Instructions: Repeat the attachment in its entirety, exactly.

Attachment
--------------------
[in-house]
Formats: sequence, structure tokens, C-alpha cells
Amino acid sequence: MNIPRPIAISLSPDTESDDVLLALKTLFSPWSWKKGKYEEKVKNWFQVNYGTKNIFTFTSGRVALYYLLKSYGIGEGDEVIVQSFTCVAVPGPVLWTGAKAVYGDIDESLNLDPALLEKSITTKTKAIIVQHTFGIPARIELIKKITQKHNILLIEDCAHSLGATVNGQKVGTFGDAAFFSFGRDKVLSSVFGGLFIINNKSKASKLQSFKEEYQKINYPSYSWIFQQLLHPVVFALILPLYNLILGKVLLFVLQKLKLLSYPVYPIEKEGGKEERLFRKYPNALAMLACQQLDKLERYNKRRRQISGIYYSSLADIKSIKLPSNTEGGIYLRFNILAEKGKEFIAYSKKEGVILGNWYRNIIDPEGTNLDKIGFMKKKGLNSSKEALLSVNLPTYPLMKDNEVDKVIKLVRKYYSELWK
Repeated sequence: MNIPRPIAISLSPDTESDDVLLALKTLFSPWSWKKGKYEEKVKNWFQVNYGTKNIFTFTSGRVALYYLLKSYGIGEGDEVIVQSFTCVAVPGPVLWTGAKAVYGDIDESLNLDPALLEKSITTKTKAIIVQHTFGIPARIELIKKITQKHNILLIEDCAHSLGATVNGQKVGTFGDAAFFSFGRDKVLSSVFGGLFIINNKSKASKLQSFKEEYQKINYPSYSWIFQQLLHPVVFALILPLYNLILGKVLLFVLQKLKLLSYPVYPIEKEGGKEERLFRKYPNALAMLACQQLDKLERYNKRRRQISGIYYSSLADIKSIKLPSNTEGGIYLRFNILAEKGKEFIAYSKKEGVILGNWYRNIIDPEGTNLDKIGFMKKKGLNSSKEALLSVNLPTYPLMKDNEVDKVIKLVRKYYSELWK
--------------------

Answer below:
[in-house]
Formats: sequence, structure tokens, C-alpha cells
Amino acid sequence: MNIPRPIAISLSPDTESDDVLLALKTLFSPWSWKKGKYEEKVKNWFQVNYGTKNIFTFTSGRVALYYLLKSYGIGEGDEVIVQSFTCVAVPGPVLWTGAKAVYGDIDESLNLDPALLEKSITTKTKAIIVQHTFGIPARIELIKKITQKHNILLIEDCAHSLGATVNGQKVGTFGDAAFFSFGRDKVLSSVFGGLFIINNKSKASKLQSFKEEYQKINYPSYSWIFQQLLHPVVFALILPLYNLILGKVLLFVLQKLKLLSYPVYPIEKEGGKEERLFRKYPNALAMLACQQLDKLERYNKRRRQISGIYYSSLADIKSIKLPSNTEGGIYLRFNILAEKGKEFIAYSKKEGVILGNWYRNIIDPEGTNLDKIGFMKKKGLNSSKEALLSVNLPTYPLMKDNEVDKVIKLVRKYYSELWK
Repeated sequence: MNIPRPIAISLSPDTESDDVLLALKTLFSPWSWKKGKYEEKVKNWFQVNYGTKNIFTFTSGRVALYYLLKSYGIGEGDEVIVQSFTCVAVPGPVLWTGAKAVYGDIDESLNLDPALLEKSITTKTKAIIVQHTFGIPARIELIKKITQKHNILLIEDCAHSLGATVNGQKVGTFGDAAFFSFGRDKVLSSVFGGLFIINNKSKASKLQSFKEEYQKINYPSYSWIFQQLLHPVVFALILPLYNLILGKVLLFVLQKLKLLSYPVYPIEKEGGKEERLFRKYPNALAMLACQQLDKLERYNKRRRQISGIYYSSLADIKSIKLPSNTEGGIYLRFNILAEKGKEFIAYSKKEGVILGNWYRNIIDPEGTNLDKIGFMKKKGLNSSKEALLSVNLPTYPLMKDNEVDKVIKLVRKYYSELWK